September 2014 is Recovery Month: Speak Up, Reach Out
- Published on August 28, 2014
SAMHSA's first celebration of September as "Recovery Month" was 25 years ago, in 1989 and was referred to as TreatmentWorks! Every year since then, SAMHSA has worked with local treatment and recovery organizations to raise awareness about recovery. Activities target professionals who work with people in recovery, family and friends, and the recovering addicts themselves. They also seek to raise awareness about addiction and recovery in the general community.
From starting as a small idea, Recovery Month has raised awareness throughout the 50 states and is now internationally involved in places such as Canada, England, Indonesia, Japan, and Tanzania (SAMHSA, 2013).
Addiction is a community issue, and recovery is a community effort. National Recovery Month: Speak Up, Reach Out is intended for everyone. Reaching out is an important step in person's pathway to recovery. If you, or someone you know is struggling with addiction, reaching out can significantly change a life.
Provided through the link below is a video clip a by a young woman Sarah Nerad, explains that support is the ultimate key to recovery. She describes how seeking a collegiate community in the midst of her addiction gave her the opportunity to recover. She believes that sharing her story can help others to open up about asking for help.
Sarah Nerad - Young People in Recovery
SAMHSA states that recovery involves peer mentoring, community efforts, navigation through health care and educational support (2012). Recovery Month brings awareness to those working towards recovery in all aspects of health. This month celebrates recovery successes, and encourages people who are still struggling with addiction to seek the help they need to recover.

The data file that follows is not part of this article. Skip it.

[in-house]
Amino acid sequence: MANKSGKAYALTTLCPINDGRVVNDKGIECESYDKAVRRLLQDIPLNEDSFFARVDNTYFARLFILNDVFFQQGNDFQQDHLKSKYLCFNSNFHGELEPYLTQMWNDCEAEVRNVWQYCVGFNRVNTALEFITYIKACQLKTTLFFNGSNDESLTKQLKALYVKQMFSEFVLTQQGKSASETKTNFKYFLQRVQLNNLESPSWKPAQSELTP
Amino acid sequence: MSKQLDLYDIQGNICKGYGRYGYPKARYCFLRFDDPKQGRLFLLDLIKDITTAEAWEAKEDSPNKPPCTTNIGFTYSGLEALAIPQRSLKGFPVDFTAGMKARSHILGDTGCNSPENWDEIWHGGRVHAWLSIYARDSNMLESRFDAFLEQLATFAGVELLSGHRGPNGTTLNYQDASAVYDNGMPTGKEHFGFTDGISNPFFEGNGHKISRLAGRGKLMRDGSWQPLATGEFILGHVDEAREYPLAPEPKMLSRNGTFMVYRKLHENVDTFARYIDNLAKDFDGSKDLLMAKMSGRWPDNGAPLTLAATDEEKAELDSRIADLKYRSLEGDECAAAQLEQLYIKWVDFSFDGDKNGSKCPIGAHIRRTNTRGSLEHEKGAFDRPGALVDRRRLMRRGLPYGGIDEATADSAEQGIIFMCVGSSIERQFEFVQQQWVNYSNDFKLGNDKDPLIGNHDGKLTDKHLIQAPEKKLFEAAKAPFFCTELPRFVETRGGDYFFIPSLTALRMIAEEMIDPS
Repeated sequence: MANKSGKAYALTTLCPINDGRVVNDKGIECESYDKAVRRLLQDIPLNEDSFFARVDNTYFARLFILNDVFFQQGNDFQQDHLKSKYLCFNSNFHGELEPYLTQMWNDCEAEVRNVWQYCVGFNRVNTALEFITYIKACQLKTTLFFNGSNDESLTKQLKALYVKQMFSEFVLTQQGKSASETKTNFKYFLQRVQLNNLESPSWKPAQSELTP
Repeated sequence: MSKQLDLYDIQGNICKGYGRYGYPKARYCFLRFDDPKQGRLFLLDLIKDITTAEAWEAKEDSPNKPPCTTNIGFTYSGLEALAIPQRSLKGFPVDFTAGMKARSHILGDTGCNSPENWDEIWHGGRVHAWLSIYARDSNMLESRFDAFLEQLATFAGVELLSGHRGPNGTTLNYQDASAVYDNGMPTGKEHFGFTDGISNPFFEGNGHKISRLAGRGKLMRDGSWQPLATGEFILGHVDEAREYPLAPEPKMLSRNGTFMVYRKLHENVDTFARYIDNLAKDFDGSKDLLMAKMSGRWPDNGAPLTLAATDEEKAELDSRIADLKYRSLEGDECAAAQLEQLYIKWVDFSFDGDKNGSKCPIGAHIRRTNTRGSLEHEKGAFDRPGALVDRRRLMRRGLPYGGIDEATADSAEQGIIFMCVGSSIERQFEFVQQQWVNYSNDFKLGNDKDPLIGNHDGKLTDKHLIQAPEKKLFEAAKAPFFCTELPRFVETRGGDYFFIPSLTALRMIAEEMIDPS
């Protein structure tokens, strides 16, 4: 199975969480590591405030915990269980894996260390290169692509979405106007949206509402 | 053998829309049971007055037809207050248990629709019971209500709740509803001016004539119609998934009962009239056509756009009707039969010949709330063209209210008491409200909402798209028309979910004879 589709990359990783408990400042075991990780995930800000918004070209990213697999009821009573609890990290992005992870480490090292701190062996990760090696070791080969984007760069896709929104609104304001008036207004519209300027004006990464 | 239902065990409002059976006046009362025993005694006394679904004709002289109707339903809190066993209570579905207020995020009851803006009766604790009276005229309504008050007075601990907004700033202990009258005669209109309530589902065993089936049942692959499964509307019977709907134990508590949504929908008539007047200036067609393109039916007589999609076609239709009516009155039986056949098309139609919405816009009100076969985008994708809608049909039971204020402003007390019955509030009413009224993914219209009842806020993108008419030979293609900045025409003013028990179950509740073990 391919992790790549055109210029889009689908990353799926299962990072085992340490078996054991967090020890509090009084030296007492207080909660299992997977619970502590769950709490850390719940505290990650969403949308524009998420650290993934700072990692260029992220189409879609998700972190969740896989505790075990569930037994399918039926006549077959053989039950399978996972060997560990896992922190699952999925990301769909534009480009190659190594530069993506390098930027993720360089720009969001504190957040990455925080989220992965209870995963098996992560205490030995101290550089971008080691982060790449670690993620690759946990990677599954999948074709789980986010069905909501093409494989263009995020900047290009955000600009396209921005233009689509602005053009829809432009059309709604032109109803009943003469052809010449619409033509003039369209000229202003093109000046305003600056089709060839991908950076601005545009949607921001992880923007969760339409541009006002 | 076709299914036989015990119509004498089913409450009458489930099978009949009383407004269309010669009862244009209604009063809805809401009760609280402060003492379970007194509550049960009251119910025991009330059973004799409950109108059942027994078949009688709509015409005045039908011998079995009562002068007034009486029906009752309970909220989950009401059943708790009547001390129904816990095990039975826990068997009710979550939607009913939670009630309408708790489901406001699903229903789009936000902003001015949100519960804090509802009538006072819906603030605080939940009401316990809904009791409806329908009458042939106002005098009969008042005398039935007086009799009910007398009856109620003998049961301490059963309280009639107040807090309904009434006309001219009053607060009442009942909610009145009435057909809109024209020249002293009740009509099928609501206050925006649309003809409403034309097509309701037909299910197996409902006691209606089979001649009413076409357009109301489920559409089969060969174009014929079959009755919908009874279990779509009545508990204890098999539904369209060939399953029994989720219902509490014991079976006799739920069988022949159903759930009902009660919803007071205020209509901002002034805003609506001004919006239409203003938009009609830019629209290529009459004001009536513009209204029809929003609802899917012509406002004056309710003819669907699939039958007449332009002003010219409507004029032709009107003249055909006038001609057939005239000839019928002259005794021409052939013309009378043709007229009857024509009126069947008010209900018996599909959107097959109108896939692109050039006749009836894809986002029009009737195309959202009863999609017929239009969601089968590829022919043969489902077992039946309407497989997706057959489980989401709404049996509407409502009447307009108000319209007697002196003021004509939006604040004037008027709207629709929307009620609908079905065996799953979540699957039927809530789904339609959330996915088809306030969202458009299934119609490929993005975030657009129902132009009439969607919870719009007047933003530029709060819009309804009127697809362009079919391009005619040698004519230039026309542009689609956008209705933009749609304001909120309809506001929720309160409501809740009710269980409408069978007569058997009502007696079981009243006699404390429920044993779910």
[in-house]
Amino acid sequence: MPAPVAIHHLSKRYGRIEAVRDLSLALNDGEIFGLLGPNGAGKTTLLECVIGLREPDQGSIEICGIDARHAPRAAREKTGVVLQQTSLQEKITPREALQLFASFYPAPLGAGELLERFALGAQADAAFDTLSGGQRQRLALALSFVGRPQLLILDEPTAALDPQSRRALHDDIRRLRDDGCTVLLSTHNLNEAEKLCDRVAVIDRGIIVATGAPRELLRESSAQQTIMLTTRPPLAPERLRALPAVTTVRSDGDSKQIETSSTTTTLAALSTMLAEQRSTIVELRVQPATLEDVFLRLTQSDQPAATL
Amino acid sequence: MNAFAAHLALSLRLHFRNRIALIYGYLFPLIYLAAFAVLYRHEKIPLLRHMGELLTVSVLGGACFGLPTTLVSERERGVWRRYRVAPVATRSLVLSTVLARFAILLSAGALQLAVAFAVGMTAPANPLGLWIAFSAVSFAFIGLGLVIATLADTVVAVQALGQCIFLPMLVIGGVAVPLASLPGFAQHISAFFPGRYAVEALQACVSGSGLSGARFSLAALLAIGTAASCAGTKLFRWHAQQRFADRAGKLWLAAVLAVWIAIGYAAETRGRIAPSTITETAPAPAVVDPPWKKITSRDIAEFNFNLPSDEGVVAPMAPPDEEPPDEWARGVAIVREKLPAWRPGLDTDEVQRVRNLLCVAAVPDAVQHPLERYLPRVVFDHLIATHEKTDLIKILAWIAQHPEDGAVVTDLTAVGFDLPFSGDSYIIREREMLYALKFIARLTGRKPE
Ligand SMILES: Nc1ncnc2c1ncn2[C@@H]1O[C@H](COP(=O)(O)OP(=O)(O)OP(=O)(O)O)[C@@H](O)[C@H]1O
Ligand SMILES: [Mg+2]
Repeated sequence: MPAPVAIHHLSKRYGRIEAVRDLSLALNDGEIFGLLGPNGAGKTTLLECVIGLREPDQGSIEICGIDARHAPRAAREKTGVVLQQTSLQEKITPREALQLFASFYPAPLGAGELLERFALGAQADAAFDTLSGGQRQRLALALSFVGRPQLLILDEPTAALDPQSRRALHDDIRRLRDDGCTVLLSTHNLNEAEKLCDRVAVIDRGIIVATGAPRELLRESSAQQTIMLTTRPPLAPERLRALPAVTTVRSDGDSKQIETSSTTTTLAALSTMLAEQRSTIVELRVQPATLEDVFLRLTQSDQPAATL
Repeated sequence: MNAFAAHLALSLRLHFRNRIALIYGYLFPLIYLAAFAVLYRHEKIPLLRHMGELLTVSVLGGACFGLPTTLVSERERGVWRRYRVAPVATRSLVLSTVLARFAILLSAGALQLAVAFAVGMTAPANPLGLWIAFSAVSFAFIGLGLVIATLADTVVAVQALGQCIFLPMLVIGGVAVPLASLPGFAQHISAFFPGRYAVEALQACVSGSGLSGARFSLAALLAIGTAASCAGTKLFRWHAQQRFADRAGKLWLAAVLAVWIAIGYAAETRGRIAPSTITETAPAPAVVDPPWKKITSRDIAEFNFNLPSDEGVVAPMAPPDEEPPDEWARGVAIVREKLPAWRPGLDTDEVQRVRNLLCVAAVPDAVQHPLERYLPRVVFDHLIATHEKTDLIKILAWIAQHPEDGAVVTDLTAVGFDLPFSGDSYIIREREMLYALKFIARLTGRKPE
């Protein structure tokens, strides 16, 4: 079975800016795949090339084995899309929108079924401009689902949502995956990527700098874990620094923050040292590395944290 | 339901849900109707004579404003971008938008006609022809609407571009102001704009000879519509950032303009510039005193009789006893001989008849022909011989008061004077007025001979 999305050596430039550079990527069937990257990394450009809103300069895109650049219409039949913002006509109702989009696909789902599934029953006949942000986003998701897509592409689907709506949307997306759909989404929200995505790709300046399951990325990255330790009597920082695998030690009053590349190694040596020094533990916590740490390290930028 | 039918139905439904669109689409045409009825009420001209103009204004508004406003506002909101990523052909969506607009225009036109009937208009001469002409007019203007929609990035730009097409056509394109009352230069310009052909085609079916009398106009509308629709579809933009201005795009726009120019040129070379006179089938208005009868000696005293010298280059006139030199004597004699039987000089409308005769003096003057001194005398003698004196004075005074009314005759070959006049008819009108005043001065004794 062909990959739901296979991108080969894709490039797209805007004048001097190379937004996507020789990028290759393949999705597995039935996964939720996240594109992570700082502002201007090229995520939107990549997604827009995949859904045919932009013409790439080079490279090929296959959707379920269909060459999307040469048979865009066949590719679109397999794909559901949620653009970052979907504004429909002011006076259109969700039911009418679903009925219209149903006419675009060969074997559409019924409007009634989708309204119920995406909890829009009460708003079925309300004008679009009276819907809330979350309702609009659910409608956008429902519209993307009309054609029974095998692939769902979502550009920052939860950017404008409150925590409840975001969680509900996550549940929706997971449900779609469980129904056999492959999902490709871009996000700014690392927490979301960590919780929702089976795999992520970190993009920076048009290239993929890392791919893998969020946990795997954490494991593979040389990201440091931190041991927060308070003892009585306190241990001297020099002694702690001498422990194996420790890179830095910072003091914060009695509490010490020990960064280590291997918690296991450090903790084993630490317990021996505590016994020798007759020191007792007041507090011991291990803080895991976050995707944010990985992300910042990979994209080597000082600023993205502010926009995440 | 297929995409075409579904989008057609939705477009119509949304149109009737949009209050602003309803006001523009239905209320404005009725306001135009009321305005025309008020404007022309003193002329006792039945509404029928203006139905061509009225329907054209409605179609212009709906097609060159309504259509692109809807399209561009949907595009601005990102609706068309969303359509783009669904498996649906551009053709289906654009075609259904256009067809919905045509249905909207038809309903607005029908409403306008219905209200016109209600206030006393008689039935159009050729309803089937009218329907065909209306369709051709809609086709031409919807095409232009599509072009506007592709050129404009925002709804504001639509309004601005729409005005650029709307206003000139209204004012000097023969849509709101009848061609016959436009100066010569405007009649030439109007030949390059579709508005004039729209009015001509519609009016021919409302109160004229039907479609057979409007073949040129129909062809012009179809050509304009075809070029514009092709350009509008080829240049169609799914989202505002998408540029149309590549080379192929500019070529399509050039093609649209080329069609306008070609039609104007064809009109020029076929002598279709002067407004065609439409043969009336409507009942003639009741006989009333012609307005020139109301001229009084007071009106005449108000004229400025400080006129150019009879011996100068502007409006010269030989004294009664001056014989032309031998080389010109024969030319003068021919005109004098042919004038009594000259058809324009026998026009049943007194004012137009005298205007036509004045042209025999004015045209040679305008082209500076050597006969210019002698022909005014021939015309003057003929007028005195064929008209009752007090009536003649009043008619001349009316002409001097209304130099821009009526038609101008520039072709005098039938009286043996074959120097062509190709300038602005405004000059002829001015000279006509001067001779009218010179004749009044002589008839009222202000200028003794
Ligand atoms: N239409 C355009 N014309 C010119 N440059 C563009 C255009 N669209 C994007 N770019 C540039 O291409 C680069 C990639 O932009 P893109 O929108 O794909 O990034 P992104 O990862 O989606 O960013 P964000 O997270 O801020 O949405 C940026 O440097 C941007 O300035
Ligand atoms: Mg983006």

Addiction prevention and early intervention begins with building public awareness. The National Survey on Drug Use and Health reports a decrease in illicit drug use by 2% among 12-17 year olds between the years of 2002-2008 (SAMHSA 2009, p. 9). Rates of alcohol use in among full-time college students have decreased by 3.2% from 2005-2008. These encouraging figures suggest that Recovery Month activities are succeeding in raising awareness and reducing substance abuse rates.
Steven Grant, PhD, Chief of the Clinical Neuroscience Branch, National Institute on Drug Abuse (NIDA) Stated, "8-20% of people who are exposed to drugs, develop an addiction (2013)." Genetic and environmental factors have an impact on addiction. Environmental factors such as families, schools, communities, and faith-based organizations are affecting the way youth act (SAMHSA 2009, p. 2)."
Please visit the resources listed below. All of these, and more are available through the IPRC HOME Library.
Indiana Prevention Resource Center has free online training modules that can assist with learning about drugs and addiction. Learn how you can help someone you know to find the pathway to recovery.
Find a Recovery Month kickoff event closest to you.
- Multijurisdictional Counter Drug Task Force Training. "The origins of Addiction." Webcast. MCDTFT, 2013. http://www.mctft.com/telecasts/view_course.aspx?telecastID=2013-01-31-1, 20 Aug.2014.
- "Recovery Month Goes International." SAMHSA NEWS. Substance Abuse & Mental Health Services Administration, 1 Jan. 2013. Web. 1 Aug. 2014. <http://www.samhsa.gov/samhsaNewsletter/Volume_21_Number_3/recovery_month.aspx>.
- Substance Abuse and Mental Health Services Administration, "Building Communities of Recovery: How Community-Based Partnerships and Recovery Support Organizations Make Recovery Work", Webcast. Hosted by: Ivette Torres, Director for Consumer Affairs, Center for Substance Abuse Treatment (CSAT), Substance Abuse and Mental Health Services Administration (SAMHSA), U.S. Department of Health and Human Services (HHS).2012. http://www.recoverymonth.gov/Resources-Catalog/2012/Webcast/09-How-CommunityBased-Partnerships-and-Recovery-Support-Organizations-Make-Recovery-Work.aspx, 20 Aug.2014.
- Substance Abuse and Mental Health Services Administration. "Recovery: A Philosophy of Hope and Resilience." U.S. Department of health And Human Service. 2009. Volume 17. Number 5.